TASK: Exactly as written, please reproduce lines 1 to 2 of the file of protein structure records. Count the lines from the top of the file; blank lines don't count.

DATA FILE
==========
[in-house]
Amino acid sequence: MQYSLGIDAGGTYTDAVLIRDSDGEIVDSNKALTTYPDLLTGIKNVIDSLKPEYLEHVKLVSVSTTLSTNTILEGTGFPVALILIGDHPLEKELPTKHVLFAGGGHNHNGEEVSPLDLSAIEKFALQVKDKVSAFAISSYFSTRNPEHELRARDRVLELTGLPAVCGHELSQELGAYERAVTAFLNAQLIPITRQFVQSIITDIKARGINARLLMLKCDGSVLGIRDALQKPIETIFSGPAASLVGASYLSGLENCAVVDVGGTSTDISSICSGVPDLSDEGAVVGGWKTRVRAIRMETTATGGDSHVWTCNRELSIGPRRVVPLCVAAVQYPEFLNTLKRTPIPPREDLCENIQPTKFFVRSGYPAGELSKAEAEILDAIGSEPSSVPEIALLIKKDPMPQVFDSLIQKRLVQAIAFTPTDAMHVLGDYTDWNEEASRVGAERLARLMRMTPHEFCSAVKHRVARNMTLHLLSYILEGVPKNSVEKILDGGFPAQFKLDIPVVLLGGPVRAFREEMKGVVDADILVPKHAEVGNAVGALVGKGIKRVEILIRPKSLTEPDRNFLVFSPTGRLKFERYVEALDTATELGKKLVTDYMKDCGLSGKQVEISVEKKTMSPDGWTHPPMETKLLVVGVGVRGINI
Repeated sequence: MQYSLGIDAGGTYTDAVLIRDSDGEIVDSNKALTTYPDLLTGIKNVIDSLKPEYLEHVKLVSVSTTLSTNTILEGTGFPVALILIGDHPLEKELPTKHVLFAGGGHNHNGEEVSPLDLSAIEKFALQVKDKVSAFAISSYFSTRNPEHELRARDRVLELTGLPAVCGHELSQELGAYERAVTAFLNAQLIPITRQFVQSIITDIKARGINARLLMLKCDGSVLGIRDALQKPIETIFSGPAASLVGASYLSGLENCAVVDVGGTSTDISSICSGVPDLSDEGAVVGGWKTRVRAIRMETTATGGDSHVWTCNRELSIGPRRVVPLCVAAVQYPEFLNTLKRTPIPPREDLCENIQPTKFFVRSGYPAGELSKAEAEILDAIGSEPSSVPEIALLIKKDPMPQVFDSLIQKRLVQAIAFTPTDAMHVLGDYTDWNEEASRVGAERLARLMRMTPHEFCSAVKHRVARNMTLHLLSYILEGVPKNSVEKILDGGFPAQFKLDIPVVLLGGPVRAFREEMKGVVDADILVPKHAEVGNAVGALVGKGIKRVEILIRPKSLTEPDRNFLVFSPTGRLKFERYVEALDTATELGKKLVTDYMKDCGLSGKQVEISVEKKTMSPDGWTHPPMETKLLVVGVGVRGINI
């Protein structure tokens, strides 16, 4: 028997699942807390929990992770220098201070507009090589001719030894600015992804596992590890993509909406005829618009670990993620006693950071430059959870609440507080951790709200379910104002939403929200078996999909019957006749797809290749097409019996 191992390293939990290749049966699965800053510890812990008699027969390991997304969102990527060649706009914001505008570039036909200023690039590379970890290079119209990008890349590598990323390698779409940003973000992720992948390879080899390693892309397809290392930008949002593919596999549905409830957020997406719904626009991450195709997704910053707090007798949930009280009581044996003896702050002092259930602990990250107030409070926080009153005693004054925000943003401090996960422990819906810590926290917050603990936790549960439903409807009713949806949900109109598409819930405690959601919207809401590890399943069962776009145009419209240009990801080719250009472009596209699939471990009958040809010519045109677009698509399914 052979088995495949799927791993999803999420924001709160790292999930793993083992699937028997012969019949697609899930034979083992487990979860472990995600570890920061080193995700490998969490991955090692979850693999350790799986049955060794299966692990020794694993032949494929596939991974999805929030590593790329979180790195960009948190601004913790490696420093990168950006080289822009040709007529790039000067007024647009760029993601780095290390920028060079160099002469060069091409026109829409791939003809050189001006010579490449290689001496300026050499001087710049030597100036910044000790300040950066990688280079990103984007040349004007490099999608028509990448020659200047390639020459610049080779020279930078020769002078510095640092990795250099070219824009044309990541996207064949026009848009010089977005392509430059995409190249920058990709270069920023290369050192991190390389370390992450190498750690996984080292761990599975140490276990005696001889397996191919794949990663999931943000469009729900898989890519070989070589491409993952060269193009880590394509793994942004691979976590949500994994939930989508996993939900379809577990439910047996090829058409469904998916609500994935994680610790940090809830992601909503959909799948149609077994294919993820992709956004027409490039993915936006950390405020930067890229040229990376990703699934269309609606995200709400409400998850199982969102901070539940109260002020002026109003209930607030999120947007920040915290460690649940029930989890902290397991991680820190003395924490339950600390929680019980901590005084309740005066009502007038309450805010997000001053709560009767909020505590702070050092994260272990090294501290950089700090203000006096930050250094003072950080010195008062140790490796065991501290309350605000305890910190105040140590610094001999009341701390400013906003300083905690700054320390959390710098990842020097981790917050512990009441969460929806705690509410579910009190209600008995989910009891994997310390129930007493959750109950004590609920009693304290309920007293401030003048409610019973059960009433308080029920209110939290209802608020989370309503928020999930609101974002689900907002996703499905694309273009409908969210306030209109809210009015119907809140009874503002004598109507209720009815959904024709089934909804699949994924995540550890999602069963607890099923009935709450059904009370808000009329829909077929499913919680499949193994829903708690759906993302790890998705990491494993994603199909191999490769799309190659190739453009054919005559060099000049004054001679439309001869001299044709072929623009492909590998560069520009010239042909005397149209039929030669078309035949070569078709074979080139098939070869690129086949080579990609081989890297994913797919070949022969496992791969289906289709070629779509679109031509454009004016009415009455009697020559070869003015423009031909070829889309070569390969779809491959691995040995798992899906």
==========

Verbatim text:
[in-house]
Amino acid sequence: MQYSLGIDAGGTYTDAVLIRDSDGEIVDSNKALTTYPDLLTGIKNVIDSLKPEYLEHVKLVSVSTTLSTNTILEGTGFPVALILIGDHPLEKELPTKHVLFAGGGHNHNGEEVSPLDLSAIEKFALQVKDKVSAFAISSYFSTRNPEHELRARDRVLELTGLPAVCGHELSQELGAYERAVTAFLNAQLIPITRQFVQSIITDIKARGINARLLMLKCDGSVLGIRDALQKPIETIFSGPAASLVGASYLSGLENCAVVDVGGTSTDISSICSGVPDLSDEGAVVGGWKTRVRAIRMETTATGGDSHVWTCNRELSIGPRRVVPLCVAAVQYPEFLNTLKRTPIPPREDLCENIQPTKFFVRSGYPAGELSKAEAEILDAIGSEPSSVPEIALLIKKDPMPQVFDSLIQKRLVQAIAFTPTDAMHVLGDYTDWNEEASRVGAERLARLMRMTPHEFCSAVKHRVARNMTLHLLSYILEGVPKNSVEKILDGGFPAQFKLDIPVVLLGGPVRAFREEMKGVVDADILVPKHAEVGNAVGALVGKGIKRVEILIRPKSLTEPDRNFLVFSPTGRLKFERYVEALDTATELGKKLVTDYMKDCGLSGKQVEISVEKKTMSPDGWTHPPMETKLLVVGVGVRGINI